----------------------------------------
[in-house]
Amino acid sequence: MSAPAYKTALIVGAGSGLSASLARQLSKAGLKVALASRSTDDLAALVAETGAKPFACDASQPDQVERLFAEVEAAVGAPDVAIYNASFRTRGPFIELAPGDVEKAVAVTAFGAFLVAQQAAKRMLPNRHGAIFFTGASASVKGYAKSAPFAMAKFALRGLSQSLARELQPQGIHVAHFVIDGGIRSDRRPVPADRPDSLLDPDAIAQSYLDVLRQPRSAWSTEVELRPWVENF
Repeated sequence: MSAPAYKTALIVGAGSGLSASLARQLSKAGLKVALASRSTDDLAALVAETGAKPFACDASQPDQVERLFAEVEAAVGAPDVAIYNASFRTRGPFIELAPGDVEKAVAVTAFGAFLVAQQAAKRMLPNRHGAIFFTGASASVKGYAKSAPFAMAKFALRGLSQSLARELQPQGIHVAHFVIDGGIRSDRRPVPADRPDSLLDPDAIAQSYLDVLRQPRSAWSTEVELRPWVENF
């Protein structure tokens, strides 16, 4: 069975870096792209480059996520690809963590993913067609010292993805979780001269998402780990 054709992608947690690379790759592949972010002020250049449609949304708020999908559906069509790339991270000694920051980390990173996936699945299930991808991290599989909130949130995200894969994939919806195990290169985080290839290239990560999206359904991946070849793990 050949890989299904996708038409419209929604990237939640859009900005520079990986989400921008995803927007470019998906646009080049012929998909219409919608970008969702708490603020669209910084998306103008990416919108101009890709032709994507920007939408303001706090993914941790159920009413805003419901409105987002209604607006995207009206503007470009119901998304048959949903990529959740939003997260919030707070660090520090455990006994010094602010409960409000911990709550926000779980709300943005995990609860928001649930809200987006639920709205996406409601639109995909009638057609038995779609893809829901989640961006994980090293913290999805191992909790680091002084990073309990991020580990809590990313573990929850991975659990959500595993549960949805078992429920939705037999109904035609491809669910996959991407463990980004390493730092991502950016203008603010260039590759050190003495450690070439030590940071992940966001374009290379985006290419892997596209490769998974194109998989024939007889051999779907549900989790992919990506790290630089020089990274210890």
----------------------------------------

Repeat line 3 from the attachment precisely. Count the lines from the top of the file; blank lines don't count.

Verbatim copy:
Repeated sequence: MSAPAYKTALIVGAGSGLSASLARQLSKAGLKVALASRSTDDLAALVAETGAKPFACDASQPDQVERLFAEVEAAVGAPDVAIYNASFRTRGPFIELAPGDVEKAVAVTAFGAFLVAQQAAKRMLPNRHGAIFFTGASASVKGYAKSAPFAMAKFALRGLSQSLARELQPQGIHVAHFVIDGGIRSDRRPVPADRPDSLLDPDAIAQSYLDVLRQPRSAWSTEVELRPWVENF